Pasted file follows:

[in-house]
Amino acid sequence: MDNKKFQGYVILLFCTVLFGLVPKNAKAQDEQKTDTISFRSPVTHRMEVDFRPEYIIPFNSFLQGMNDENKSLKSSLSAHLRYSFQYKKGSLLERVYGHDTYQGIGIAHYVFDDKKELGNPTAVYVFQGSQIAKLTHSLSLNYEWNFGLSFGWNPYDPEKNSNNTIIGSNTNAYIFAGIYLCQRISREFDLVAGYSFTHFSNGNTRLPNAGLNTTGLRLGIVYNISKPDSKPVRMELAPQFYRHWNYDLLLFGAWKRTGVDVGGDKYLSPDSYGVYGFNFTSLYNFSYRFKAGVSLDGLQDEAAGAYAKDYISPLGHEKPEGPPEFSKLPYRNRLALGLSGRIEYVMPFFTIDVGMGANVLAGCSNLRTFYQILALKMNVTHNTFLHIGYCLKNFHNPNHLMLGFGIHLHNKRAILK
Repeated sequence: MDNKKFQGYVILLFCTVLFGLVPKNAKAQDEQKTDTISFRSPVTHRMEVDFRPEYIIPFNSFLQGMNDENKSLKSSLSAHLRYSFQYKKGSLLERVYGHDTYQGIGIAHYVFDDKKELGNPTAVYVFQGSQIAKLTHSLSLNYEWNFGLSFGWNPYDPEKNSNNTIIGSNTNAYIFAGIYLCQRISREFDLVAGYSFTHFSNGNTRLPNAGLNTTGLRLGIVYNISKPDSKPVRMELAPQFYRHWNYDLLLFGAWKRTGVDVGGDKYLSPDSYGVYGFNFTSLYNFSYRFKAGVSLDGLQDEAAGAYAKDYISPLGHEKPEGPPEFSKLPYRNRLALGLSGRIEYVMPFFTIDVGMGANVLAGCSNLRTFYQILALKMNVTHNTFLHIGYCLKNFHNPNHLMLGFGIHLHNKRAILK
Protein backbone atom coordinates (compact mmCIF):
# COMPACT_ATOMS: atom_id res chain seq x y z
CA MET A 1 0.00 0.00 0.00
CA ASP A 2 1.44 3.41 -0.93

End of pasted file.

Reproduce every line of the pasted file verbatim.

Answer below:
[in-house]
Amino acid sequence: MDNKKFQGYVILLFCTVLFGLVPKNAKAQDEQKTDTISFRSPVTHRMEVDFRPEYIIPFNSFLQGMNDENKSLKSSLSAHLRYSFQYKKGSLLERVYGHDTYQGIGIAHYVFDDKKELGNPTAVYVFQGSQIAKLTHSLSLNYEWNFGLSFGWNPYDPEKNSNNTIIGSNTNAYIFAGIYLCQRISREFDLVAGYSFTHFSNGNTRLPNAGLNTTGLRLGIVYNISKPDSKPVRMELAPQFYRHWNYDLLLFGAWKRTGVDVGGDKYLSPDSYGVYGFNFTSLYNFSYRFKAGVSLDGLQDEAAGAYAKDYISPLGHEKPEGPPEFSKLPYRNRLALGLSGRIEYVMPFFTIDVGMGANVLAGCSNLRTFYQILALKMNVTHNTFLHIGYCLKNFHNPNHLMLGFGIHLHNKRAILK
Repeated sequence: MDNKKFQGYVILLFCTVLFGLVPKNAKAQDEQKTDTISFRSPVTHRMEVDFRPEYIIPFNSFLQGMNDENKSLKSSLSAHLRYSFQYKKGSLLERVYGHDTYQGIGIAHYVFDDKKELGNPTAVYVFQGSQIAKLTHSLSLNYEWNFGLSFGWNPYDPEKNSNNTIIGSNTNAYIFAGIYLCQRISREFDLVAGYSFTHFSNGNTRLPNAGLNTTGLRLGIVYNISKPDSKPVRMELAPQFYRHWNYDLLLFGAWKRTGVDVGGDKYLSPDSYGVYGFNFTSLYNFSYRFKAGVSLDGLQDEAAGAYAKDYISPLGHEKPEGPPEFSKLPYRNRLALGLSGRIEYVMPFFTIDVGMGANVLAGCSNLRTFYQILALKMNVTHNTFLHIGYCLKNFHNPNHLMLGFGIHLHNKRAILK
Protein backbone atom coordinates (compact mmCIF):
# COMPACT_ATOMS: atom_id res chain seq x y z
CA MET A 1 0.00 0.00 0.00
CA ASP A 2 1.44 3.41 -0.93